The Indigo Journey

When I was offered one of the artist in residence positions at the MOP garden this year, I had no idea what an incredible journey I was in for.  I was introduced to the amazingly-talented and hilarious Catherine Shapiro, a community-minded, multifaceted artist and master gardener who has become my mentor and good friend.  Over tea on Main Street, we conjured up ideas for our indigo project and thus the journey began.


From seed we grew Japanese indigo (Persicaria tinctoria), which were planted in Catherine’s backyard and mostly at the MOP garden in Mount Pleasant.  We started the plants indoors in April.  The seedlings were quite slouchy at first which made me extremely nervous; however, most of them survived to be planted in the ground in May.  Indigo plants enjoy warm humid climates so some ingenuity was needed to create a micro-climate that they’d be happy in.  After months of tending the gardens and fighting the drought, the indigo was ready for its first harvest.

In early August, we held a potluck/dye workshop at the MOP garden where neighbours and friends alike helped harvest the indigo and got to play around with shibori dyeing techniques.  It’s amazing what gorgeous designs you can get from folding, tyeing and wrapping fabric!  It was indeed a creative and delicious summer afternoon!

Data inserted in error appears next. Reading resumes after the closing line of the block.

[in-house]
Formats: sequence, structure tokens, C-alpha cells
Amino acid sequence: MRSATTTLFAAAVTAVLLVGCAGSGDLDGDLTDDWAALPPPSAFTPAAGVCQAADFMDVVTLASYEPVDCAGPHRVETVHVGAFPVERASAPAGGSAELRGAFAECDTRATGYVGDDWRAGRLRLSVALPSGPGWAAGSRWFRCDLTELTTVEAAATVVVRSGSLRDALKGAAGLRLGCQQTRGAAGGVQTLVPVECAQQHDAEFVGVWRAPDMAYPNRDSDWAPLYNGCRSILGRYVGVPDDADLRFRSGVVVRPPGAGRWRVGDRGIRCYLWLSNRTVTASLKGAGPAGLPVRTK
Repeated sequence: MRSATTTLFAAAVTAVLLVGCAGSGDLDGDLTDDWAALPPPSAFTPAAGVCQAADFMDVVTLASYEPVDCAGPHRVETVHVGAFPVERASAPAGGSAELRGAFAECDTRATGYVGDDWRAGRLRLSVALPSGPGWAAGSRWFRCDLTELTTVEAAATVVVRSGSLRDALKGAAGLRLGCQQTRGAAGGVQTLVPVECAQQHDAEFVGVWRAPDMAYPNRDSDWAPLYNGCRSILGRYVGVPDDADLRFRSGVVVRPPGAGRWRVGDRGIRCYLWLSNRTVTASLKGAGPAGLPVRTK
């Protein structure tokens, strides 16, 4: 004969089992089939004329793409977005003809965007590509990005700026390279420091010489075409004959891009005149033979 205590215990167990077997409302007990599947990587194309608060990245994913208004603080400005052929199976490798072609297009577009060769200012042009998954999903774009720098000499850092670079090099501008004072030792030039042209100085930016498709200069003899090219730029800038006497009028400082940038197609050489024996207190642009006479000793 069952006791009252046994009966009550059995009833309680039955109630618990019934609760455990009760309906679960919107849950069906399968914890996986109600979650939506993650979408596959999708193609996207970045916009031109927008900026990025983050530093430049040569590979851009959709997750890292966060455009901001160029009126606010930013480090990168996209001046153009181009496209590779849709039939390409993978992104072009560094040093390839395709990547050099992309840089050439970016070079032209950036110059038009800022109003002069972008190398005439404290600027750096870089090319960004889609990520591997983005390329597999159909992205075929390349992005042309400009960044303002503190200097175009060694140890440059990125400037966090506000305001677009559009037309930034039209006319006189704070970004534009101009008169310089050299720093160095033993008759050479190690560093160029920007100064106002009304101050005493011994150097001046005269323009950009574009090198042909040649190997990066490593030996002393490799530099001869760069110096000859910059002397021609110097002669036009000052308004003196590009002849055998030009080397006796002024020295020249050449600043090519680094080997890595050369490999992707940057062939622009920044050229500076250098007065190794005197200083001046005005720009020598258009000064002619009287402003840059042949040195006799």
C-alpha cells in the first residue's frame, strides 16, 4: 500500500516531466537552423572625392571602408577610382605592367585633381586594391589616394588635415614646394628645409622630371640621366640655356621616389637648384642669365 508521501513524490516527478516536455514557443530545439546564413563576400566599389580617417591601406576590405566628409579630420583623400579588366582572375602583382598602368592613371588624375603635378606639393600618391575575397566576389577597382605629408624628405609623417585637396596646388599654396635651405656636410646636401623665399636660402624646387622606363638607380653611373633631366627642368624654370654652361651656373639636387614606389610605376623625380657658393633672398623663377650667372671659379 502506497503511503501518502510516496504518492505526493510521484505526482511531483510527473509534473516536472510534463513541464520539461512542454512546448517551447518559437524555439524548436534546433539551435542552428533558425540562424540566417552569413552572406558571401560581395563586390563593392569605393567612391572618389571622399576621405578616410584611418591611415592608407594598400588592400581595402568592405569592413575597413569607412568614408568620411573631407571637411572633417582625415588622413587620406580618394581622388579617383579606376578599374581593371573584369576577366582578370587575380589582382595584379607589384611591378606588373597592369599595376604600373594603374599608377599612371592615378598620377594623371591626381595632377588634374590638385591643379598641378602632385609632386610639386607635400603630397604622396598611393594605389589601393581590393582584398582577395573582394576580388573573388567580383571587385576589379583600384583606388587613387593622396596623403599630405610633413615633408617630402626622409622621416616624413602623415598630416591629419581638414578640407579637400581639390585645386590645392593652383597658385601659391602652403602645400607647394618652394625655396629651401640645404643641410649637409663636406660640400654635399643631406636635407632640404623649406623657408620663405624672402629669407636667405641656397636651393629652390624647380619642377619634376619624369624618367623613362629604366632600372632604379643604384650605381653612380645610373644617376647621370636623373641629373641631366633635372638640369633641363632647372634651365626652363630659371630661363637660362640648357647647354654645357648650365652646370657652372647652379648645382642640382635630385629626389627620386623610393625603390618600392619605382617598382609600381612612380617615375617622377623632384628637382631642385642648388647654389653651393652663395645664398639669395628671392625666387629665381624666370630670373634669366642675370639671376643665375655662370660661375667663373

Through many trials and tribulations, we learned a lot about the extraction of indigo and its many techniques.  This time around, the extraction only yielded a small amount of dye.  Still a work in progress, but the future looks bright and exciting!  There are so many traditional techniques used by different cultures for extracting the dye and preparing vats for dyeing.  We’re prepared to go to great lengths to try them all!

Luckily, we have a great store in town called Maiwa Handprints, where we purchased natural indigo for our dye vats.  We held a second workshop in late September to dye silk panels for the creation of community lanterns, which were displayed at the Neighbourhood Small Grants celebration and the Community Variety Show at Mount Pleasant Neighbourhood House.  The lantern frames were built from bamboo or willow and the little one is decorated with indigo painted directly on silk.  Thanks to all our community friends who lent us their unique creative touch!

Our dear indigo plants have now gone to seed.  Looking back on the year, I notice how so many roots have deepened; the connection I feel to the MOP garden space, my interest in dye plants, and without a doubt my friendship with Catherine.  Our journey is only beginning…

Many thanks to the Neighourhood Small Grants, Vancouver Foundation and MOPPARC for making this journey possible.


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